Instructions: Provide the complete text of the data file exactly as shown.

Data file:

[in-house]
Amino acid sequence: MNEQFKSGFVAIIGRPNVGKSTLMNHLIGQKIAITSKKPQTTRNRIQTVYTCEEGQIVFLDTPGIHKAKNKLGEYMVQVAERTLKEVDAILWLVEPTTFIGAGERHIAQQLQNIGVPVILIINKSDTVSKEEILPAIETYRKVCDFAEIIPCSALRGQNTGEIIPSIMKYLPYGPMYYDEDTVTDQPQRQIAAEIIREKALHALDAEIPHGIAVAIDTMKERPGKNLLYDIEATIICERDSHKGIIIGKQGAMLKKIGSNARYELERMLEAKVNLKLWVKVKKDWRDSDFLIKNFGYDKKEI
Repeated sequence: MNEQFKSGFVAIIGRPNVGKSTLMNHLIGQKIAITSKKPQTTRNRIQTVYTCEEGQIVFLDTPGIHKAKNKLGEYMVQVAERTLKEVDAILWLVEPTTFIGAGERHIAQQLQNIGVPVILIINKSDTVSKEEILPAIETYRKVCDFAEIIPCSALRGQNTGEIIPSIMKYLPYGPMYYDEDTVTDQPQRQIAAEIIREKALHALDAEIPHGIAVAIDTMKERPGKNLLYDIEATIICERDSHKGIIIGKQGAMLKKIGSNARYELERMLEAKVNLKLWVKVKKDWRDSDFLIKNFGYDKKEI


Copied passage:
[in-house]
Amino acid sequence: MNEQFKSGFVAIIGRPNVGKSTLMNHLIGQKIAITSKKPQTTRNRIQTVYTCEEGQIVFLDTPGIHKAKNKLGEYMVQVAERTLKEVDAILWLVEPTTFIGAGERHIAQQLQNIGVPVILIINKSDTVSKEEILPAIETYRKVCDFAEIIPCSALRGQNTGEIIPSIMKYLPYGPMYYDEDTVTDQPQRQIAAEIIREKALHALDAEIPHGIAVAIDTMKERPGKNLLYDIEATIICERDSHKGIIIGKQGAMLKKIGSNARYELERMLEAKVNLKLWVKVKKDWRDSDFLIKNFGYDKKEI
Repeated sequence: MNEQFKSGFVAIIGRPNVGKSTLMNHLIGQKIAITSKKPQTTRNRIQTVYTCEEGQIVFLDTPGIHKAKNKLGEYMVQVAERTLKEVDAILWLVEPTTFIGAGERHIAQQLQNIGVPVILIINKSDTVSKEEILPAIETYRKVCDFAEIIPCSALRGQNTGEIIPSIMKYLPYGPMYYDEDTVTDQPQRQIAAEIIREKALHALDAEIPHGIAVAIDTMKERPGKNLLYDIEATIICERDSHKGIIIGKQGAMLKKIGSNARYELERMLEAKVNLKLWVKVKKDWRDSDFLIKNFGYDKKEI